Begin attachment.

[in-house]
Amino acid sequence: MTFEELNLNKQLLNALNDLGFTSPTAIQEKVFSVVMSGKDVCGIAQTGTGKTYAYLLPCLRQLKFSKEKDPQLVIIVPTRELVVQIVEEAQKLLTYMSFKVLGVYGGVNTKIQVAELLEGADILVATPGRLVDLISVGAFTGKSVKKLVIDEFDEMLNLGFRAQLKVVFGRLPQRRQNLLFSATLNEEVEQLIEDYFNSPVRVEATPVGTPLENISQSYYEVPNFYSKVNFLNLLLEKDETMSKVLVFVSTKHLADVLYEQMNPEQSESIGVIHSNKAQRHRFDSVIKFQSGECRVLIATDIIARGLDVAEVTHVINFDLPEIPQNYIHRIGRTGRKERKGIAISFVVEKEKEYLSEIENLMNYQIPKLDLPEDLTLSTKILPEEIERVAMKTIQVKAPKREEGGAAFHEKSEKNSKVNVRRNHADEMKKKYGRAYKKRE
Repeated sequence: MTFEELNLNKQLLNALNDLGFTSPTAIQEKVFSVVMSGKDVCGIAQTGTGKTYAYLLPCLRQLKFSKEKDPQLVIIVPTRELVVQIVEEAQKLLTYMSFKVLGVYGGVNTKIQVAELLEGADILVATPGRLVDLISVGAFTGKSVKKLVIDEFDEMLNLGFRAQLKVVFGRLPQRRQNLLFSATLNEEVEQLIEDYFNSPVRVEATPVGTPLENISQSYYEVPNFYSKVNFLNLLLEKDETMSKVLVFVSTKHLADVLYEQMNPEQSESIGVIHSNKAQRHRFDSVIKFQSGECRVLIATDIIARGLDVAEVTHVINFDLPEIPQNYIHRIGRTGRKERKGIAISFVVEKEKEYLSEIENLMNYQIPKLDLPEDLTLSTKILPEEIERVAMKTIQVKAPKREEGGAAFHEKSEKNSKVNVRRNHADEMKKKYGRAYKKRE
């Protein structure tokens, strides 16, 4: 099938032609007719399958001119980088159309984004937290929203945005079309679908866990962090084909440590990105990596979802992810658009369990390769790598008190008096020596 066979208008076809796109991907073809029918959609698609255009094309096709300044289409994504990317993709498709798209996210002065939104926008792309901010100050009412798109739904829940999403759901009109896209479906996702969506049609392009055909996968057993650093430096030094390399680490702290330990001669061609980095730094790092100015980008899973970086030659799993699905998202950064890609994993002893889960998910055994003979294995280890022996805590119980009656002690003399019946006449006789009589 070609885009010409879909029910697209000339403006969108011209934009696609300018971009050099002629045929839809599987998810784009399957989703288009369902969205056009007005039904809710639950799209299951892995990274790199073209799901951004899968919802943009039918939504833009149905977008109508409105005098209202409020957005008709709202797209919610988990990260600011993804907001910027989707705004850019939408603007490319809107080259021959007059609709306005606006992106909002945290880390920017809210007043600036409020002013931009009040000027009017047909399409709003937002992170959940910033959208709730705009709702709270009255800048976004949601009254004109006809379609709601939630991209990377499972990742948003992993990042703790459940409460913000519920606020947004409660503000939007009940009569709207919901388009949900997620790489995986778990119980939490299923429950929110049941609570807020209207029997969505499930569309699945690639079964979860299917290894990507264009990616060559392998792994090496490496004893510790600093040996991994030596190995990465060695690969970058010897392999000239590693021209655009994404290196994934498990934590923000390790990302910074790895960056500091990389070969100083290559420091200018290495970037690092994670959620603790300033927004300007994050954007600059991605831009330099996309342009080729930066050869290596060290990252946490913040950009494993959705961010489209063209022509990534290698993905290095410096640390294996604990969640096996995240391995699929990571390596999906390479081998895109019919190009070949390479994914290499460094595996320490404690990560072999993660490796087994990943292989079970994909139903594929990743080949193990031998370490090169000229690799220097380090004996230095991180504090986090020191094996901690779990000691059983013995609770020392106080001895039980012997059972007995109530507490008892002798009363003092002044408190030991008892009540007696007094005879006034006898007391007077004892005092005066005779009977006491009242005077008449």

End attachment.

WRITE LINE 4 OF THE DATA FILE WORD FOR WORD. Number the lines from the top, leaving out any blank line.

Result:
């Protein structure tokens, strides 16, 4: 099938032609007719399958001119980088159309984004937290929203945005079309679908866990962090084909440590990105990596979802992810658009369990390769790598008190008096020596 066979208008076809796109991907073809029918959609698609255009094309096709300044289409994504990317993709498709798209996210002065939104926008792309901010100050009412798109739904829940999403759901009109896209479906996702969506049609392009055909996968057993650093430096030094390399680490702290330990001669061609980095730094790092100015980008899973970086030659799993699905998202950064890609994993002893889960998910055994003979294995280890022996805590119980009656002690003399019946006449006789009589 070609885009010409879909029910697209000339403006969108011209934009696609300018971009050099002629045929839809599987998810784009399957989703288009369902969205056009007005039904809710639950799209299951892995990274790199073209799901951004899968919802943009039918939504833009149905977008109508409105005098209202409020957005008709709202797209919610988990990260600011993804907001910027989707705004850019939408603007490319809107080259021959007059609709306005606006992106909002945290880390920017809210007043600036409020002013931009009040000027009017047909399409709003937002992170959940910033959208709730705009709702709270009255800048976004949601009254004109006809379609709601939630991209990377499972990742948003992993990042703790459940409460913000519920606020947004409660503000939007009940009569709207919901388009949900997620790489995986778990119980939490299923429950929110049941609570807020209207029997969505499930569309699945690639079964979860299917290894990507264009990616060559392998792994090496490496004893510790600093040996991994030596190995990465060695690969970058010897392999000239590693021209655009994404290196994934498990934590923000390790990302910074790895960056500091990389070969100083290559420091200018290495970037690092994670959620603790300033927004300007994050954007600059991605831009330099996309342009080729930066050869290596060290990252946490913040950009494993959705961010489209063209022509990534290698993905290095410096640390294996604990969640096996995240391995699929990571390596999906390479081998895109019919190009070949390479994914290499460094595996320490404690990560072999993660490796087994990943292989079970994909139903594929990743080949193990031998370490090169000229690799220097380090004996230095991180504090986090020191094996901690779990000691059983013995609770020392106080001895039980012997059972007995109530507490008892002798009363003092002044408190030991008892009540007696007094005879006034006898007391007077004892005092005066005779009977006491009242005077008449």